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Pool Filters

When it comes to pool filter replacement, most people tend to purchase the exact pool filter model that they are replacing. This is either because they are happy with it's performance, happy with the brand or want to keep their filter replacement task as simple as possible. There is nothing wrong with these reasons if you are happy and the system works. But many are looking for a better or more efficient pool filter, and we have the solution.

Pool filters, which one is best? This is a common question among all seeking to purchase a filter for the first time, or replace an existing unit. The answer may depend on a few factors, but going bigger is always better when it comes to filter size. An over sized pool filter not only increases the length of time between cleanings, but improves water quality. By slowing down the rate in which the water passes over the filter media, the more contaminates we can remove from the water. This filter rate is regulated in many commercial applications across the country. For most pool owners filter rate has been calculated during the pool design and not a concern. But for those looking to improve their filtering ability the easy way, simply remember bigger is better.

For those looking to maximize their filter system, this can be accomplish with some easy calculations. You must first calculate the pool volume, capacity and flow rates, and type of pool pump used. The pool filter fits into the equipment sequence after the pool pump, so regardless of whether you’re replacing an old filter or installing a filter on a brand-new pool or spa, matching the filter and pump is important.

1. Determine Pool Volume

The first step in finding the correct filter is to determine how much water needs to be filtered. Below are some simple formulas to use when calculating the volume of a swimming pool in cubic feet.

  • Rectangular pool: length x width x average depth = pool volume
  • Circular pool: radius x radius x 3.14 (pi) x average depth = pool volume
  • Oval pool: 1/2length x 1/2width x 3.14 (pi) x average depth = pool volume
  • Irregular shape pools: We have provide a way for those to calculate pool volume using the method below.

Make a scale drawing of the pool on a piece of square-grid graph paper, with each square representing one square foot.

Now count the number of complete squares. To that estimate how many complete squares the partially squares would amount to. This  gives you a close estimate of the pool’s area in square feet.

Now multiply the area by the average depth of the pool to find the volume in cubic feet.

2. Calculating Pool Capacity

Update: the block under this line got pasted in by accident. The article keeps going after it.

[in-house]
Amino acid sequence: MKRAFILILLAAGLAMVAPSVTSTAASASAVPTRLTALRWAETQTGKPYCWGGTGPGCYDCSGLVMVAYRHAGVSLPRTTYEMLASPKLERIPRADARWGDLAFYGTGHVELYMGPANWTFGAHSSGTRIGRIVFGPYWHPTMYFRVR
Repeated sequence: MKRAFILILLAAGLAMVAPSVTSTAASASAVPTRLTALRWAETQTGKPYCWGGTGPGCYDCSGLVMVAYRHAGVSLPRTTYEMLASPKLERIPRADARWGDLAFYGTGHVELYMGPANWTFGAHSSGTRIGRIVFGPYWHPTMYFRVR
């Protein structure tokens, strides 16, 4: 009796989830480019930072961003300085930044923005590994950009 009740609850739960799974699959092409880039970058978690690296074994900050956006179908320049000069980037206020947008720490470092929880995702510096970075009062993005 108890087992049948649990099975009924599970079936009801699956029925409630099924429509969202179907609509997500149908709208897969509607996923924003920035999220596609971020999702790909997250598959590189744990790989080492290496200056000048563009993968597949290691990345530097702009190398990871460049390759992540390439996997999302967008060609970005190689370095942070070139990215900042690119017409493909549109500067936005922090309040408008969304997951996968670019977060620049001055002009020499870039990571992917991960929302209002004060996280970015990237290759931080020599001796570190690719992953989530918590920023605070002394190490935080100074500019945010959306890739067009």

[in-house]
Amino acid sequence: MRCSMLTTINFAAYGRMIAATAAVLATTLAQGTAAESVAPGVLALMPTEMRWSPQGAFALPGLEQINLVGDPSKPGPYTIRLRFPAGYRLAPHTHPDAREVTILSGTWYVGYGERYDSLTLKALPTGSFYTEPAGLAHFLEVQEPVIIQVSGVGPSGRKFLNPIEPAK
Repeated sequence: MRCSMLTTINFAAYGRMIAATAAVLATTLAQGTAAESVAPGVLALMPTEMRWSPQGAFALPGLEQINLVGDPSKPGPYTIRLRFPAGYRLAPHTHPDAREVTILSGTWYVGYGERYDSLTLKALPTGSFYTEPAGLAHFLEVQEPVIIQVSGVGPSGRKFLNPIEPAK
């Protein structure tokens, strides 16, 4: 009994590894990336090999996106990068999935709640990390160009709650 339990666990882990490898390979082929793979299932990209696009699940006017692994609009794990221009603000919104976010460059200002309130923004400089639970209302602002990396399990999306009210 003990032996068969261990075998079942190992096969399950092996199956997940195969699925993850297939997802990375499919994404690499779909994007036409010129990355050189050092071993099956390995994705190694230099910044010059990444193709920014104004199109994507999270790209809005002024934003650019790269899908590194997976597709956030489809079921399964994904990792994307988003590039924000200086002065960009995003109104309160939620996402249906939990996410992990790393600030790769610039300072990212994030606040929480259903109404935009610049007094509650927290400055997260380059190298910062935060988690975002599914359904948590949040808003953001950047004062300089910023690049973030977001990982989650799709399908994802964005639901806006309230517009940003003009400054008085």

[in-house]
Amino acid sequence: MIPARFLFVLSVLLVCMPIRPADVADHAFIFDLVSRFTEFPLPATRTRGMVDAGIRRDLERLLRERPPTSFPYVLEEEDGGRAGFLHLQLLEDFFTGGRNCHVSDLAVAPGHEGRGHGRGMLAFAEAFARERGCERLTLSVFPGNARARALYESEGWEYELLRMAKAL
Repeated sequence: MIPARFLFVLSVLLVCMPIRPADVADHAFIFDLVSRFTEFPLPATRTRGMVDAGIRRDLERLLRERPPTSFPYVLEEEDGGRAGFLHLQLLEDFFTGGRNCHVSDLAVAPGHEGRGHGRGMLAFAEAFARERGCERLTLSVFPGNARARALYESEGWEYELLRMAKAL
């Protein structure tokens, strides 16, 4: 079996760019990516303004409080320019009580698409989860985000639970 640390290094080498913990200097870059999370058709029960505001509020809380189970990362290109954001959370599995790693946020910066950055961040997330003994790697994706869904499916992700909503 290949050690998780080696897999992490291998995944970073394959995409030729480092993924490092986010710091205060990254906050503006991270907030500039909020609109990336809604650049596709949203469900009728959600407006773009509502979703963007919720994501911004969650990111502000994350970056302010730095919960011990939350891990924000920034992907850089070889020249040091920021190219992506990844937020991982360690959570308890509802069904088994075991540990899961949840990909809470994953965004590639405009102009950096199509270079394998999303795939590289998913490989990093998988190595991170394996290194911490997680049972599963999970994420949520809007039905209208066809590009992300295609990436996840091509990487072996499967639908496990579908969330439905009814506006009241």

Capacity is defined as the number of gallons of water that the pool will hold. Volume was in cubic feet.

Capacity formula - Pool volume x 7.48 = pool capacity in gallons

Below is an example of a large rectangular pool in which we are going to determine the pool's capacity in gallons.

 A rectangular pool that is 20 feet wide and 40 feet long with an average depth of 5 feet. First you need to figure out the volume of the swimming pool by using this simple formula. 20 x 40 x 5 = 4,000 cubic feet

Now plug the volume into the capacity equation and multiply.

 4,000 x 7.48 = 29,920 gallons

3. Finding The Flow Rate

The flow rate is the volume of water flowing past a given point during a specific period of time Flow rate is measured in gallons per minute (gpm) or gallons per hour (gph).

  • Flow rate formula
  • Capacity ÷ turnover time (hrs) = GPH
  • Flow rate per hour ÷ 60 = GPM

Flow rate example below.

Say you want your pool to have an 8-hour turnover rate. The equation to find the flow rate for a 29,920-gallon pool is 29,920 ÷ 8 = 3,740 GPH

Calculating the GPM flow rate would be 3,740 ÷ 60 = 62.3. That’s the rate at which you’d want the filter to work.

4. Determining Filter Flow Rate

Next, determine the filter needed to handle the flow rate you require. Filter flow rate is defined as the amount of water filtered over a given period of time or GPM. This information has been determined by the manufacture, and is posted on the filter tank.

The filter area is the surface area of the filter medium. It is measured in square feet. The filter rate is the gallons of water that flows through one square foot of filter medium per minute during the operation of the pools filter system.

Filter flow rate formula - Filter area x filter rate = filter flow rate in gpm.

5. Filter Model Selection

No matter the filter type, be it sand, cartridge or DE, all have similar flow rate based on our formulas above. We have included a basic suggested filter size chart below to make this easy.

6. Over-Size The Filter

Always go big if you can afford it. This is because a larger filter area will lower the flow rate per square foot of media and allow the filter to capture more debris in the water, increasing efficiency.